Geomorphological effectiveness of floods to rework gravel bars: insight from hyperscale topography and hydraulic modelling

Reid, H.E., Williams, R.D. , Brierley, G.J., Coleman, S.E., Lamb, R., Rennie, C.D. and Tancock, M.J. (2019) Geomorphological effectiveness of floods to rework gravel bars: insight from hyperscale topography and hydraulic modelling. Earth Surface Processes and Landforms, 44(2), pp. 595-613. (doi: 10.1002/esp.4521)

170057.pdf - Accepted Version



Bars are key morphological units in river systems, fashioning the sediment regime and bedload transport processes within a reach. Reworking of these features underpins channel adjustment at larger scales, thereby acting as a key determinant of channel stability. Despite their importance to channel evolution, few investigations have acquired spatially continuous data on bar morphology and sediment‐size to investigate bar reworking. To this end, four bars along a 10 km reach of a wandering gravel‐bed river were surveyed with Terrestrial Laser Scanning (TLS), capturing downstream changes in slope, bed material size and channel planform. Detrended standard deviations (σz) were extracted from TLS point clouds and correlated to underlying physically measured median grain‐size (D50), across a greater range of σz values than have hitherto been reported. The resulting linear regression model was used to create a 1 m resolution median grain‐size map. A fusion of airborne LiDAR and optical‐empirical bathymetric mapping was used to develop reach‐scale Digital Elevation Models (DEMs) for rapid two‐dimensional hydraulic modelling using JFlow® software. The ratio of dimensionless shear stress over critical shear stress was calculated for each raster cell to calculate the effectiveness of a range of flood events (2.33‐100 year recurrence intervals) to entrain sediment and rework bar units. Results show that multiple bar forming discharges exist, whereby frequent flood flows rework tail and back‐channel areas, whilst much larger, less frequent floods are required to mobilise the coarser sediment fraction on bar heads. Valley confinement is shown to exert a primary influence on patterns of bar reworking. Historical aerial photography, hyperscale DEMs and hydraulic modelling are used to explain channel adjustment at the reach scale. The proportion of the bar comprised of more frequently entrained units (tail, back channel, supra‐platform) relative to more static units (bar head) exerts a direct influence upon geomorphic sensitivity.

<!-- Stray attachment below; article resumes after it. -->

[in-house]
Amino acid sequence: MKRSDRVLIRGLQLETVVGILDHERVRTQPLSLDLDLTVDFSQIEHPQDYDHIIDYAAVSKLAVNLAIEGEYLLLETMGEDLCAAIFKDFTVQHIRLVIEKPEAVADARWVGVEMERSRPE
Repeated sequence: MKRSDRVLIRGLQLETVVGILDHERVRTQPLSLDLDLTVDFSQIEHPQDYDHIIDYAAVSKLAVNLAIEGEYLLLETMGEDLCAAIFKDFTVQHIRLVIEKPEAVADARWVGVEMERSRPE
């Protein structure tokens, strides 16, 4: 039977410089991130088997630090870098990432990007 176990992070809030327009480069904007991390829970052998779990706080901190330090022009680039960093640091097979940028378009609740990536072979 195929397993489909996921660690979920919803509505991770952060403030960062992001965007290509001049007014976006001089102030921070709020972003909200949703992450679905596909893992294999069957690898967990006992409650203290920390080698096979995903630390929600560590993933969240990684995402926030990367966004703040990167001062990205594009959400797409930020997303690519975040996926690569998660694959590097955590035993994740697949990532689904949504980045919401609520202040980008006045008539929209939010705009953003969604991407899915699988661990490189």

Item Type:Articles
Additional Information:Richard Williams was supported by a Higher Education Funding Council for Wales Placement under the Strategic Insight Programme (ABR CS 4044).
Glasgow Author(s) Enlighten ID:Williams, Professor Richard
Authors: Reid, H.E., Williams, R.D., Brierley, G.J., Coleman, S.E., Lamb, R., Rennie, C.D., and Tancock, M.J.
College/School:College of Science and Engineering > School of Geographical and Earth Sciences
Journal Name:Earth Surface Processes and Landforms
ISSN (Online):1096-9837
Published Online:27 September 2018
Copyright Holders:Copyright © 2018 John Wiley and Sons, Ltd.
First Published:First published in Earth Surface Processes and Landforms 44:595-613
Publisher Policy:Reproduced in accordance with the publisher copyright policy

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